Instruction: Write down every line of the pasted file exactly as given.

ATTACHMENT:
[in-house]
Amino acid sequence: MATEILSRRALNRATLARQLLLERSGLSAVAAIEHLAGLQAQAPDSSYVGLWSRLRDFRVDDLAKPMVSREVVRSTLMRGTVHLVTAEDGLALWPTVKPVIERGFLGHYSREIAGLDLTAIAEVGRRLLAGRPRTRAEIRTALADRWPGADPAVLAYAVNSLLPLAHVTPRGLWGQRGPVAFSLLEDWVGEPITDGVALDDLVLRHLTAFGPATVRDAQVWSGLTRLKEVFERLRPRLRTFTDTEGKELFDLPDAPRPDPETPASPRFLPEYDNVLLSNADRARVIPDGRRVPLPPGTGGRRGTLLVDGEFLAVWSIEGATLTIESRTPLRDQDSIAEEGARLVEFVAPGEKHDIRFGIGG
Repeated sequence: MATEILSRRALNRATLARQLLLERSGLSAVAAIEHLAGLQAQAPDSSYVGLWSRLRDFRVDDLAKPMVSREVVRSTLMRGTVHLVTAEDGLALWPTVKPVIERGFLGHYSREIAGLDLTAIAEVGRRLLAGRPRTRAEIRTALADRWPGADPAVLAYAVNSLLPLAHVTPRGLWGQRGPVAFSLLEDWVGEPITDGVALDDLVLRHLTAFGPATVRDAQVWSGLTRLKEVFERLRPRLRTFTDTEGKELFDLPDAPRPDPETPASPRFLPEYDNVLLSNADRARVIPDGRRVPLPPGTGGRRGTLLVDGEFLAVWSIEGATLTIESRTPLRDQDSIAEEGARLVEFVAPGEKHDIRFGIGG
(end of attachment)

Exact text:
[in-house]
Amino acid sequence: MATEILSRRALNRATLARQLLLERSGLSAVAAIEHLAGLQAQAPDSSYVGLWSRLRDFRVDDLAKPMVSREVVRSTLMRGTVHLVTAEDGLALWPTVKPVIERGFLGHYSREIAGLDLTAIAEVGRRLLAGRPRTRAEIRTALADRWPGADPAVLAYAVNSLLPLAHVTPRGLWGQRGPVAFSLLEDWVGEPITDGVALDDLVLRHLTAFGPATVRDAQVWSGLTRLKEVFERLRPRLRTFTDTEGKELFDLPDAPRPDPETPASPRFLPEYDNVLLSNADRARVIPDGRRVPLPPGTGGRRGTLLVDGEFLAVWSIEGATLTIESRTPLRDQDSIAEEGARLVEFVAPGEKHDIRFGIGG
Repeated sequence: MATEILSRRALNRATLARQLLLERSGLSAVAAIEHLAGLQAQAPDSSYVGLWSRLRDFRVDDLAKPMVSREVVRSTLMRGTVHLVTAEDGLALWPTVKPVIERGFLGHYSREIAGLDLTAIAEVGRRLLAGRPRTRAEIRTALADRWPGADPAVLAYAVNSLLPLAHVTPRGLWGQRGPVAFSLLEDWVGEPITDGVALDDLVLRHLTAFGPATVRDAQVWSGLTRLKEVFERLRPRLRTFTDTEGKELFDLPDAPRPDPETPASPRFLPEYDNVLLSNADRARVIPDGRRVPLPPGTGGRRGTLLVDGEFLAVWSIEGATLTIESRTPLRDQDSIAEEGARLVEFVAPGEKHDIRFGIGG